The carbonyl oxygen may also be replaced by the oxime group,: N OH; thus the acids yield the hydroxamic acids, R C(OH): NOH, and the acid-amides the amidoximes, R C(NH 2): NOH.
The aldoximes are converted by the action of dehydrating agents into nitriles: RCH: NOH-->R C: N+H 2 0.
Beckmann, Ber., 1886, 1 9, p. 9 8 9; 188 7, 20, p. 2580), yielding as final products an acid-amide or anilide, thus: RC(:N OH)R'-RC(OH) :NR' ---> As regards the constitution of the oximes, two possibilities exist, namely >C: NOH, or > C' ?, and the first of these is presumably correct, since on alkylation and subsequent hydrolysis an alkyl hydroxylamine of the type NH 2 OR is obtained, and consequently it is to be presumed that in the alkylated oxime, the alkyl group is attached to oxygen, and the oxime itself therefore contains the hydroxyl group. It is to be noted that the oximes of aromatic aldehydes and of unsymmetrical aromatic ketones frequently exist in isomeric forms. This isomerism is explained by the HantzschWerner hypothesis (Ber., 1890, 23, p. II) in which the assumption is made that the three valencies of the nitrogen atom do not lie in the same plane.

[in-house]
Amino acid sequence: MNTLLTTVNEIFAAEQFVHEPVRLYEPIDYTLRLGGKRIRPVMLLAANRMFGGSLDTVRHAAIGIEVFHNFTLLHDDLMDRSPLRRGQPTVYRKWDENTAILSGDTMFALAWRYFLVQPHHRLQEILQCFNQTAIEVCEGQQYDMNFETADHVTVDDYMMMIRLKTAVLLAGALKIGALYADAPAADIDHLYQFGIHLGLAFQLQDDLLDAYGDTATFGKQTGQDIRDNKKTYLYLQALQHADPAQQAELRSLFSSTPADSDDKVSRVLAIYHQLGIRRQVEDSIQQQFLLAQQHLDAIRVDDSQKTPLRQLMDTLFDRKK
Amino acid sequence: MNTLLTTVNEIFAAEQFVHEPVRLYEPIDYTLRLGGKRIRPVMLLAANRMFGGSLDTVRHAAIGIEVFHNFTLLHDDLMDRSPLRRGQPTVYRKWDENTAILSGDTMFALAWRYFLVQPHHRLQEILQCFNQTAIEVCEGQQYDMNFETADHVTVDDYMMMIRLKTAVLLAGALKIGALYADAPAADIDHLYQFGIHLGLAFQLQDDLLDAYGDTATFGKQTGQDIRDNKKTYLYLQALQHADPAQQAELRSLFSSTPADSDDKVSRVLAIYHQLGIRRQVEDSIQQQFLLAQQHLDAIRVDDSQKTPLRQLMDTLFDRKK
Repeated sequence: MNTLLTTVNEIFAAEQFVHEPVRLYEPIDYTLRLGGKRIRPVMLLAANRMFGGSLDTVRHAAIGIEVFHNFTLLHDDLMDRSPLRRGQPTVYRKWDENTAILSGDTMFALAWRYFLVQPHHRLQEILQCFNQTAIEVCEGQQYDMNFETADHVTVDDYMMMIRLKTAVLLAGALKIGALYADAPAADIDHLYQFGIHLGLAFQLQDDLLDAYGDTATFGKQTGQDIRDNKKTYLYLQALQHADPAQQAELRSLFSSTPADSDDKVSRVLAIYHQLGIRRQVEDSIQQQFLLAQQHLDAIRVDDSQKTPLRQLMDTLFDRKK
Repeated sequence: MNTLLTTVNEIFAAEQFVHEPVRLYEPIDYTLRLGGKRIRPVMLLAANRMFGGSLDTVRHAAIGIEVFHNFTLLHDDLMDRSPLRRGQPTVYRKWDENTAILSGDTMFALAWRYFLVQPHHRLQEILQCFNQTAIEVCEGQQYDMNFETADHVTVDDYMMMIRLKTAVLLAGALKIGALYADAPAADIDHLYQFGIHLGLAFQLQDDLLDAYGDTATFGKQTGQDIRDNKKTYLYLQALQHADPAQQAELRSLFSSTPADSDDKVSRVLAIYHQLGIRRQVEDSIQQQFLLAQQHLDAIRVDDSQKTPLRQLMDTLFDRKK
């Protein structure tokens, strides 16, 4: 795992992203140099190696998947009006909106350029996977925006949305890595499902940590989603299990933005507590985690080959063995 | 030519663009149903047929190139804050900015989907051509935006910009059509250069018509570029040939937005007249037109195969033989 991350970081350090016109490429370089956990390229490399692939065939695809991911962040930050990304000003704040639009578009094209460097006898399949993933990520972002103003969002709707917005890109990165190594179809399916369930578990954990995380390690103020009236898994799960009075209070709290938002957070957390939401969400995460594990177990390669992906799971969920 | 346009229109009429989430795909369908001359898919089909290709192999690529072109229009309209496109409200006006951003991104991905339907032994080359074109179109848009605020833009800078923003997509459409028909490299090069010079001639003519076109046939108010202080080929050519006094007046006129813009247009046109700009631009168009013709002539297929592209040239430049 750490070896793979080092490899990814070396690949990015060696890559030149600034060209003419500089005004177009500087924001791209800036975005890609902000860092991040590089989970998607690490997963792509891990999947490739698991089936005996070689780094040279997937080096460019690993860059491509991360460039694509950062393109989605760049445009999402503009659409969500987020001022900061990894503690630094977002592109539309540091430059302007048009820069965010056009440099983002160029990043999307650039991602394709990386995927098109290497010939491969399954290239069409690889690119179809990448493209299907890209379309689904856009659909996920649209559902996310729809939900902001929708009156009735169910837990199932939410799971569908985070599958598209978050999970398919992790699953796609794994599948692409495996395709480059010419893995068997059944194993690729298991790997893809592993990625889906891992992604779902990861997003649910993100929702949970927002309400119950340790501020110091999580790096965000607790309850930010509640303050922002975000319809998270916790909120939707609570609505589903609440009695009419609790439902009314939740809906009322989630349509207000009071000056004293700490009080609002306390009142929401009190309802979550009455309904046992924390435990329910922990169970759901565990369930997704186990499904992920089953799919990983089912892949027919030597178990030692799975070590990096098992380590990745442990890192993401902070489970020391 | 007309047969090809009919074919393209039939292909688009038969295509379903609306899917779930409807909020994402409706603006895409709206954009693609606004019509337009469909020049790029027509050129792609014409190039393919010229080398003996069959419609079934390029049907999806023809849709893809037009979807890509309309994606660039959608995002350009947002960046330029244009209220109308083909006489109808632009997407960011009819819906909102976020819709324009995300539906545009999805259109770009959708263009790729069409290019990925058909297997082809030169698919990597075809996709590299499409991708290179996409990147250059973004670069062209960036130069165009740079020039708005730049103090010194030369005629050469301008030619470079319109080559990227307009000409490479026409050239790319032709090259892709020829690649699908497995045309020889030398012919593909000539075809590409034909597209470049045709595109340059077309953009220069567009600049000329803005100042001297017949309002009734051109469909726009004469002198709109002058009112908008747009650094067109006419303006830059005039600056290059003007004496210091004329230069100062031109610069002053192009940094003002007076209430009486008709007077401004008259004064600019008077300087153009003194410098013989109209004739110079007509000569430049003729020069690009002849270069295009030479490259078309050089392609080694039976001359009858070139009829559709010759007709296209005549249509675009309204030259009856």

In the absence of water, it forms salts of the type (CH 2: NOH)3 HC1 with acids.
Acetaldoxime, CH 3 CH: NOH, crystallizes in needles which melt at 47° C. On continued fusion the melting point gradually sinks to about 13° C., probably owing to conversion into a polymeric form.